No Visiting Foodie Can Afford to Miss.
You’ve snoozed on Mallorca’s golden beaches, frolicked in the island’s turquoise waters and imbibed enough local vino to sink a llaüt*. However, you haven’t truly experienced the star of the Mediterranean unless you’ve also sampled the island’s mouth-watering culinary riches.
Read on to discover which quintessentially Mallorcan bakeries, bars and market stalls are our perennial favourites, for anything from the most flavoursome pa amb olis to the softest, fluffiest ensaïmadas. Bon profit!
Can na Toneta: for the tastiest coca on Mallorca
Tuck into a deliciously tasty local flat bread called coca at any market stall, and you’ll instantly fall for this delicacy. Try one of chef Maria Solivellas’ versions, however — still warm and heaped with unique local ingredients — and you’ll arguably never forget the experience. Yes, they’re that good.
Sisters Maria and Teresa are the dream duo behind Can na Toneta, a rustic-chic restaurant which uses local and organic produce to serve superlative Mallorcan cuisine. Named after grandma Toneta, the restaurant invites you to linger over six courses, one of which features the typically Mallorcan ‘coca’.
Pa amb oli: the local staple that spawned its own crawl
Most Mallorcans — and just about every expat on the island — have one favourite snack above all others: the humble pa amb oli. Comprising coarse bread —rubbed with the native ramallet tomato— olive oil and local salt flakes, the pa amb oli always hits the spot, no matter the time of day. The Mallorcan staple has even spawned its own crawl, La Ruta Pa amb Oli. The route takes you around Palma’s cobbled backstreets and gives you the opportunity to sample modern takes on the pa amb oli and soak up the old town’s buzzy vibe.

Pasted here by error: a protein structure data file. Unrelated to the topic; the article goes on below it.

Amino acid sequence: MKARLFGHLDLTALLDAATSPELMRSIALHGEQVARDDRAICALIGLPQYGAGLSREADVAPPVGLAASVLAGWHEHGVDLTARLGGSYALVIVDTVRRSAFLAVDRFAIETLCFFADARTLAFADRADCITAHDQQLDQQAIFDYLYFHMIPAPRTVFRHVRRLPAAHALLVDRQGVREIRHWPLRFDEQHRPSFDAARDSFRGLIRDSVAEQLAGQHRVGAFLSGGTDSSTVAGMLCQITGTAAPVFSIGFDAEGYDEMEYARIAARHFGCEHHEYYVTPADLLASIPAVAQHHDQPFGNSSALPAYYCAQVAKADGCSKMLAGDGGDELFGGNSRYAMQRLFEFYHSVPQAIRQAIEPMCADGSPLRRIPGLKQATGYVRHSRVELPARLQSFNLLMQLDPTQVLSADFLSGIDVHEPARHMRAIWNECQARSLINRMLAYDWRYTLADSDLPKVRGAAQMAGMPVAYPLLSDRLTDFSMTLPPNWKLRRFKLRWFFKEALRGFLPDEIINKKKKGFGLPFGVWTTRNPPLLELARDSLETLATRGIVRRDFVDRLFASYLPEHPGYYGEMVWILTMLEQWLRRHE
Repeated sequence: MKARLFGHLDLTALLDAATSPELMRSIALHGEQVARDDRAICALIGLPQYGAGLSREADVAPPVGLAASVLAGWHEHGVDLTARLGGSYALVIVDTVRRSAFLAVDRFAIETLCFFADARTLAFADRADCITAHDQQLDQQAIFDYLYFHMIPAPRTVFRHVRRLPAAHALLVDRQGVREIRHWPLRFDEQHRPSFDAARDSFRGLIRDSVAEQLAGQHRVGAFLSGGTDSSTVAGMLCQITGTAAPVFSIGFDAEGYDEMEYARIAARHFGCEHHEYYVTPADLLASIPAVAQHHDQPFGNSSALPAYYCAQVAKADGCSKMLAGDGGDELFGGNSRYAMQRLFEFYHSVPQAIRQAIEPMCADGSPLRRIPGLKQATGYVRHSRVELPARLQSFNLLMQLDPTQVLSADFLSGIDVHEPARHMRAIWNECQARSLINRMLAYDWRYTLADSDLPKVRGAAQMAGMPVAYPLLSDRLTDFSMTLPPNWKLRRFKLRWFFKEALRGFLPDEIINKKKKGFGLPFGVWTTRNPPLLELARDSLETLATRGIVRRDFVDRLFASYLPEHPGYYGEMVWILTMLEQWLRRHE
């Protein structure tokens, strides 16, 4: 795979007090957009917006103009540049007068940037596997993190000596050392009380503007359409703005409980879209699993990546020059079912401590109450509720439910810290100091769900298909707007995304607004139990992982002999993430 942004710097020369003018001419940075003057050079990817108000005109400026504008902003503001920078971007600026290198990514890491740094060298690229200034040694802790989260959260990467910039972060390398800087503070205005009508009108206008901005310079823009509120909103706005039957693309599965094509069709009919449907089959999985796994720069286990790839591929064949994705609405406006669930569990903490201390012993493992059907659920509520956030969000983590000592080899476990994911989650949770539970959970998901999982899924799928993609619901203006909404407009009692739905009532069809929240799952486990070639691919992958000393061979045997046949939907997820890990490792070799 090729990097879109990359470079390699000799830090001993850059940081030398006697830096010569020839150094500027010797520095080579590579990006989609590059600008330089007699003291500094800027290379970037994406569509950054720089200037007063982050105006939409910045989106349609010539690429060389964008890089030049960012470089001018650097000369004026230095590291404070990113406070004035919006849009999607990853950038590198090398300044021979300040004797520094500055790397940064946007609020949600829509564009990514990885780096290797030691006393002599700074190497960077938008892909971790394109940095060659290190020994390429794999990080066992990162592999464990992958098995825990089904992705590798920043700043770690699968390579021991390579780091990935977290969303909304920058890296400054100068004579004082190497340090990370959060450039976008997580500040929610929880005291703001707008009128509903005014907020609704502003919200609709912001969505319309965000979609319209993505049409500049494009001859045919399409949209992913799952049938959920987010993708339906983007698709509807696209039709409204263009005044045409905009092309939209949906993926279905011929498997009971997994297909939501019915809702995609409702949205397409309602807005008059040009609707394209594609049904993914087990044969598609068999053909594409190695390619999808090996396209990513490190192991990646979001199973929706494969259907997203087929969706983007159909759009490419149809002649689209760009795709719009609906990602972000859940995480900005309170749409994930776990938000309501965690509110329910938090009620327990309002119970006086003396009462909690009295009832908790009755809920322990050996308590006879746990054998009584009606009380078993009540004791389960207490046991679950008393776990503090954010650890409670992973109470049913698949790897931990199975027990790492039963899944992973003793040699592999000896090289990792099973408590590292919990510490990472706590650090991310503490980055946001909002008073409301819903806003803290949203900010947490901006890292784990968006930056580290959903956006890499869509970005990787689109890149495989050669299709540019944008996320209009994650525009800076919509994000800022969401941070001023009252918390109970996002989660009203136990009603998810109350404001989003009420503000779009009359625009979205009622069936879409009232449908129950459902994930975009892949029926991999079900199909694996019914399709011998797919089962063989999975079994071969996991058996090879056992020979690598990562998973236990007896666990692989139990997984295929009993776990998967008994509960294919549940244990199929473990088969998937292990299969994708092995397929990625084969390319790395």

Treat yourself to an ensaïmada, a spiral pastry emblematic of Mallorca
Grill a group of Mallorcans about their favourite sweet treat and the humble ensaïmada, a light pastry dusted with icing sugar, will come up time and again. Getting them to agree on where to buy the tastiest version of the island-favourite is also a no-brainer: Horno Santo Cristo. The classic bakery is always heaving, as passers-by simply can’t resist popping in. The old-school bakery has been firing up the local speciality since 1910 and offers a choice of 16 fillings ranging from dulce de leche to white chocolate with nuts.
Order a tapa of tumbet at Palma’s Mercat de Santa Catalina
Spanish mercados have always been the go-to places for simple, local food, and Palma’s Mercat de Santa Catalina is no exception. Here, visitors arrive every afternoon to graze from stalls selling anything from Spanish tortillas to slices of ‘tarta de almendra’. Head to one of the traditional Mallorcan stalls and ask for a portion of tumbet (or “tombet”). The quintessentially Mallorcan recipe combines fried aubergines, potatoes, red peppers and tomatoes with olive oil and garlic: a flavoursome combo sure to make your taste buds sing. Naturally, wherever there’s sustenance in this land, the opportunity to sip on a chilled glass of verdejo is never too far away…
* A llaüt is the Balearics’ traditional fishing boat.
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